Next? Getting the whole team working the same way
As a team leader and business owner, Denis knows that getting employees to adopt new technology and tools in the workplace can be difficult. And so is finding time to train them if the tool is complicated. “[If your office collaboration tool] takes six months to train your employees [on], you’re [already] behind.”
It didn’t take long for Denis and his remote team to learn how to use Stormboard and begin working. “Stormboard takes very little [upfront] training — it’s sticky notes that you can move around,” says Denis, explaining that advanced functions can be learned as you go. “You can learn some of the other nuances of it the deeper you get.”
“It’s always going to be our problem-solving tool of choice,” Denis says, “whether we go into a full Six (6) Thinking Hat session or we just set up three columns and throw ideas out there. Everyone that enters the Storm is trained in the de Bono Six Hat method, and we use the Six (6) Thinking Hat method the most.”
The template Denis uses comes from a collaborative approach created by the father of lateral thinking, Edward de Bono. This process helps people look at their decision-making or product-planning process from many different perspectives.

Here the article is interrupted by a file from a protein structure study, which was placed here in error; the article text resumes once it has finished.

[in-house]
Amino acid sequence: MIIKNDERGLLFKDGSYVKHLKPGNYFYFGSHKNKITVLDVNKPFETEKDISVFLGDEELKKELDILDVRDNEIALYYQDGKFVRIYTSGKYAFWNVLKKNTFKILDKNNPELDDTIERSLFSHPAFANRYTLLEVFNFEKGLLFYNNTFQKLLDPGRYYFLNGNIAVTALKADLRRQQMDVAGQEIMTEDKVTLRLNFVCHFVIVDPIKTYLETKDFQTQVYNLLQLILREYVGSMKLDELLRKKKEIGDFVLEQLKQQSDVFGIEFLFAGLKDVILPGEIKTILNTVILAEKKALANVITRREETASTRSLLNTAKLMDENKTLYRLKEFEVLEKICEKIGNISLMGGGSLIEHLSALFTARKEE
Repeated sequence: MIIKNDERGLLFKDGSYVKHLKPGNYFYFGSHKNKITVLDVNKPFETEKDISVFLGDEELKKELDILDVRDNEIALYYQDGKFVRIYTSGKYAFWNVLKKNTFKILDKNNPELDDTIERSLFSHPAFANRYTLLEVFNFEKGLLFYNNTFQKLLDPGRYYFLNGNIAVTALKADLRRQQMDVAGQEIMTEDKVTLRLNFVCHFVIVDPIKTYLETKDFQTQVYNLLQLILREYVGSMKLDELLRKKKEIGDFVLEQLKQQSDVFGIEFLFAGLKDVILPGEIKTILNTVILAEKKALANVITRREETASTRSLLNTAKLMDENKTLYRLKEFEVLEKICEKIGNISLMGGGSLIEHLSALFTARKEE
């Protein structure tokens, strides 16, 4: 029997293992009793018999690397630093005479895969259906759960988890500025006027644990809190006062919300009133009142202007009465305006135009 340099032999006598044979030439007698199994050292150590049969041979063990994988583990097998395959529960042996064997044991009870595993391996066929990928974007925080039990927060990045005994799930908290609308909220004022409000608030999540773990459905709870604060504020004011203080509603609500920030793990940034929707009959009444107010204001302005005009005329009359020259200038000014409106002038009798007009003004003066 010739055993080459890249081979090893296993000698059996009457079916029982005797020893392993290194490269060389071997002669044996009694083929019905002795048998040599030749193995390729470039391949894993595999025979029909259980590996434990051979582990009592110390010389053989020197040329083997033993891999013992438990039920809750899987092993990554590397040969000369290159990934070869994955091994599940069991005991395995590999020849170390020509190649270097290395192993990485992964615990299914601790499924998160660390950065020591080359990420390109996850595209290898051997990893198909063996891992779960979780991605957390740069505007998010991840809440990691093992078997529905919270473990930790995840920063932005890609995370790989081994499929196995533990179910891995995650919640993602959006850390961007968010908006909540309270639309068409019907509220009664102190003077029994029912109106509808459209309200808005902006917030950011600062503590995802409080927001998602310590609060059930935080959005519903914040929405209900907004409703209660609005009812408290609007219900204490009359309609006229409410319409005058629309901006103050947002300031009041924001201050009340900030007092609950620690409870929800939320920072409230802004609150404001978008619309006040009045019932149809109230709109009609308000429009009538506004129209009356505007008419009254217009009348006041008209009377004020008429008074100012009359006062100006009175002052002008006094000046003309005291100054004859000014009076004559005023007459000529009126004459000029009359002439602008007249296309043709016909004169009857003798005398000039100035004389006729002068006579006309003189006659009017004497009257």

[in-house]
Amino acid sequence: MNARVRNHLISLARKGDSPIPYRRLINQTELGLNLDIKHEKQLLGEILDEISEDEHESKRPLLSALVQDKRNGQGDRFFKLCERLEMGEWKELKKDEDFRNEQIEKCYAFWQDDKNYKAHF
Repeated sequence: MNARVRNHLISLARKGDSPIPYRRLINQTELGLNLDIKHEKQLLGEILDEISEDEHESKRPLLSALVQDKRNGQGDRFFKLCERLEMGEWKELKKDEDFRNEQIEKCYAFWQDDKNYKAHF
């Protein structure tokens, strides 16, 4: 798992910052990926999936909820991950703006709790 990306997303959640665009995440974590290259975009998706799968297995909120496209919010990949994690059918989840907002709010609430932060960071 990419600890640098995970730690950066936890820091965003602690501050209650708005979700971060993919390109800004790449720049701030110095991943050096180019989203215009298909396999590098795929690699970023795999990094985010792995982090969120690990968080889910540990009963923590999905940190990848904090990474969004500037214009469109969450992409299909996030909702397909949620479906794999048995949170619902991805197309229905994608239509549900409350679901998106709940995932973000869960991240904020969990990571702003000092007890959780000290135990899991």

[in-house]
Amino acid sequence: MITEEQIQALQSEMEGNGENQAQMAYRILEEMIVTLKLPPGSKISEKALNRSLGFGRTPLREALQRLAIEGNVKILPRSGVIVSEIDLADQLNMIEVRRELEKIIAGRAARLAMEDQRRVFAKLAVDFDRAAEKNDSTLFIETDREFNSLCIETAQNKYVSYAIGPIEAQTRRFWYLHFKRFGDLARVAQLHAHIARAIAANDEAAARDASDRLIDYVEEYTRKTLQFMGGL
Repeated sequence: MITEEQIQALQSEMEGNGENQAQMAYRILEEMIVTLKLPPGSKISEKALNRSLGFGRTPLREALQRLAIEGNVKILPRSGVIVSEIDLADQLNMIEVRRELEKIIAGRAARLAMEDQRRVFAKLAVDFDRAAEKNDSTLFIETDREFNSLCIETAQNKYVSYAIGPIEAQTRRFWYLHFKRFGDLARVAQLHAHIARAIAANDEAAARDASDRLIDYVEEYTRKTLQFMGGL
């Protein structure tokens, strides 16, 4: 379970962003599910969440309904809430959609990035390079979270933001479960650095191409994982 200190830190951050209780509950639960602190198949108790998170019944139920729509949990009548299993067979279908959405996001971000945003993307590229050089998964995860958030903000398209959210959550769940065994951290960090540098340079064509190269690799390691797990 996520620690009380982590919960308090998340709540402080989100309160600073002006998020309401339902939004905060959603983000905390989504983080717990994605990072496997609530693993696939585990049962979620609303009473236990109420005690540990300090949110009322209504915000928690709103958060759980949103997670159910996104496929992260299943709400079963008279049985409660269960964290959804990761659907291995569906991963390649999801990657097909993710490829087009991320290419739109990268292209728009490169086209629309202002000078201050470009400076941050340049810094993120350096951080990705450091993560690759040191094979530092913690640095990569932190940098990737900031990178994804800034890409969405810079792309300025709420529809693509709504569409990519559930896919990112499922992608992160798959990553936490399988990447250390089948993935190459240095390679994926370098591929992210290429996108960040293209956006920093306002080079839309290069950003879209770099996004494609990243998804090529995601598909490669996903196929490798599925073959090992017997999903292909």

In Stormboard’s Six (6) Thinking Hat template, the six color-coded sections represent different directions.
- White represents “Information”, where current and available facts are listed.
- Red represents “Emotions”, used for intuitive or instinctive gut reactions, or statements of emotion.
- Black represents “Discernment”, which uses logic to identify reasons to be cautious and conservative.
- Yellow represents the “Optimistic Response”, where you identify the benefits and values of a decision.
- Green represents “Creativity”, which provokes thought and investigation.
- Blue represents “Overview”, which is for drawing conclusions.
These different sections, or “hats”, challenge different parts of the brain. Team members think and collaborate in these six different ways. They can switch their focus to each section as needed. The Six (6) Thinking Hats template enhances the way teams think and collaborate, something that Denis and his team appreciate.
Collaboration without borders
“It’s a good collaborative tool for a virtual company like mine… when we want to get our creative heads together and we can’t do it in the same room. Sometimes your creativity comes at the strangest times,” muses Denis.
That’s what I tell all my people — it may not come to you while we’re sitting there having a video conference. That’s what’s so good about Stormboard – your Storm can sit there inactive, silent, for a week, and then somebody has an idea they can go in there and plug it in and, boom!”
Throughout the years, Denis has worked hard to make Booker efficient, productive, and collaborative. His remote team continuously uses Stormboard to organize thoughts, collaborate, and, most importantly, problem-solve.
“[Stormboard] is always going to be our problem-solving tool of choice.”